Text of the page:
“I would rather train a striped zebra to balance an Indian club than induce a Dachshund to heed my slightest command.” -E.B. White
We all have ideas about how easy one breed is to train versus another. When Stanley Coren wrote his popular book, The Intelligence of Dogs (Free Press, 1994), he tallied input from 200 obedience judges to rank breeds from most to least obedient. The breeds ranked as most obedient were the Border Collie, Poodle, German Shepherd Dog, Golden Retriever, Doberman Pinscher, Shetland Sheepdog, and Labrador Retriever. Those ranked as least obedient were the Afghan Hound, Basenji, Bulldog, Chow Chow, Borzoi, Bloodhound, and Pekingese.
Of the top seven breeds, six come from herding or retrieving backgrounds, jobs for which the ability to follow human cues is important. A good retriever must be able to follow its handler’s directions to locate fowl downed out of the dog’s sight, or to avoid swimming into danger. A good herder must be able to follow the shepherd’s directions to place the sheep where they are wanted.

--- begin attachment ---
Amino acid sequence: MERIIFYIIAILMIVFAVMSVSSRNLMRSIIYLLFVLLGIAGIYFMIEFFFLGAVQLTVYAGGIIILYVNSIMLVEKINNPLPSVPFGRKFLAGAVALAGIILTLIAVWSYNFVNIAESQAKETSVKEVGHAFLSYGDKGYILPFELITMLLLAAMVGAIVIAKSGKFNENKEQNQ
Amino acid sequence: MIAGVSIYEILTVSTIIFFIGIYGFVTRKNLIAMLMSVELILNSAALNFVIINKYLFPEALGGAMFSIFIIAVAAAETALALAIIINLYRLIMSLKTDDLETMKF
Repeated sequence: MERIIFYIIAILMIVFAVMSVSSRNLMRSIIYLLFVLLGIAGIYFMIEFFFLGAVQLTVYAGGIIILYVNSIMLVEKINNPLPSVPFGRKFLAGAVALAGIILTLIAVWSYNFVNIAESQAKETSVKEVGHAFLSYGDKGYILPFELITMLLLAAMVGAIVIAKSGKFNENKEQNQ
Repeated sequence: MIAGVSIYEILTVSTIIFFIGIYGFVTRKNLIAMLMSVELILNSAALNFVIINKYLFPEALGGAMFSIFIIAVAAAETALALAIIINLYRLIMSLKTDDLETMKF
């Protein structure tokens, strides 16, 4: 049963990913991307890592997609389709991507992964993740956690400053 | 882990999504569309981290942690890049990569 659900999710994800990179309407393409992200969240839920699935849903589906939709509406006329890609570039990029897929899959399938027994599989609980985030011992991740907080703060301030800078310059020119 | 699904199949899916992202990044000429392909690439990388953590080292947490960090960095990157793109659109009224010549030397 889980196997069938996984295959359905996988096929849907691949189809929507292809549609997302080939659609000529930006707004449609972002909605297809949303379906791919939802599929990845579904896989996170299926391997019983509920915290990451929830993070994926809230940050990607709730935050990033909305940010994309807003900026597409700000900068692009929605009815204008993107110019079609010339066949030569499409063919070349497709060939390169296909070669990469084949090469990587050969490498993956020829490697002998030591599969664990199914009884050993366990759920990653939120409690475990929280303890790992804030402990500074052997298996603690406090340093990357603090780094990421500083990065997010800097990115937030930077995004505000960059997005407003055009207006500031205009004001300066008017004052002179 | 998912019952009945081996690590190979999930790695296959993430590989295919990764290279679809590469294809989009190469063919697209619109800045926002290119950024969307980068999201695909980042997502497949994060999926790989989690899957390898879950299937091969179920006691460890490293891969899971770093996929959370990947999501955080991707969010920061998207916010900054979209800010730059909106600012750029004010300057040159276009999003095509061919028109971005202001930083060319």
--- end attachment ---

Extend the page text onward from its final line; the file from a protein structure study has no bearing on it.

Of the bottom seven breeds, four are hounds used in hunting, breeds in which independent thinking is more critical to success. A hound that continuously looks to its handler for directions is useless. Of these bottom seven breeds, four (the Afghan Hound, Basenji, Chow Chow, and Pekingese) are considered to be progenitor breeds according to recent DNA research. These breeds share more genes in common with ancestral wolves and perhaps are less affected by domestication pressures of trainability.
As trainability is an integral part of functioning in human society, domestication has selected for dogs that have an aptitude for training to some greater degree than do typical wolves, which are notoriously hard to train. Wolves react to forceful obedience training by fleeing and struggling, reactions adaptive to their lives in the wild.
People with highly trainable dogs tend to assert that trainability and intelligence go hand in hand. People with less easily trained dogs tend to assert that refusal to follow rote commands is a sign of intelligence. Both are correct. If intelligence is defined as an innate ability to learn or perform at the optimal mental capacity to perform a function, then intelligence in one breed should be defined differently from that in another. An intelligent Border Collie understands and controls sheep; an intelligent Saluki understands and catches jack rabbits. If they switched jobs (or brains) they would both be labeled dumb.
J.P. Scott and J.L. Fuller’s landmark study of dog behavior included one of Coren’s top-ranked obedience breeds, the Shetland Sheepdog, and one of his bottom-ranked breeds, the Basenji, along with Wire Fox Terriers, Beagles, and Cocker Spaniels.Page 1 | 2